Microsoft is launching the program in the fall and expects to have 100 titles available by the holidays. The move eliminates the need for gamers who upgrade to an Xbox One console from having to buy all new games.
But for GameStop (GME), so-called "backward integration" could choke off a rich source of revenue that had already been stifled by downloadable games. Can GameStop adapt to the new marketplace, or have gamers already moved onto the next best thing?
When Xbox One was announced in 2013, the details sent shock waves through GameStop's business plan, because gamers no longer had to buy a disk from a brick-and-mortar store and could instead download games from Microsoft online.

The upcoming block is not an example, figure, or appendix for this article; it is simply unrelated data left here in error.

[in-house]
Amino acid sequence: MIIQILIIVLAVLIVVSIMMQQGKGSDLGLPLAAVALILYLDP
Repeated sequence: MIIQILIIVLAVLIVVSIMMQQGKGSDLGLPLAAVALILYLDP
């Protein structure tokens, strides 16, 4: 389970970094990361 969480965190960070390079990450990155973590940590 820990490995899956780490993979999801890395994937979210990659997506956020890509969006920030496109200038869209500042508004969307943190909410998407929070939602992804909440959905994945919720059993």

The convenience, however, came at a cost. No longer could gamers play used games on the Xbox One, a major drawback for the new console and a big stumbling block for GameStop, which made 38% of total sales from used games prior to the Xbox One launch.
Though GameStop had already developed customer-loyalty programs and invested in cloud gaming and digital distribution, the implications of Microsoft's announcement sent shares of GameStop 22% lower in one week.
Within two weeks of announcing the launch of Xbox One, the backlash from gamers made Microsoft reconsider its policy on games that are lent, resold and rented which Xbox 360 had allowed. Not surprisingly, sales of used games snapped back to 30% of total sales at GameStop the following quarter. They have leveled off at 20-28% since.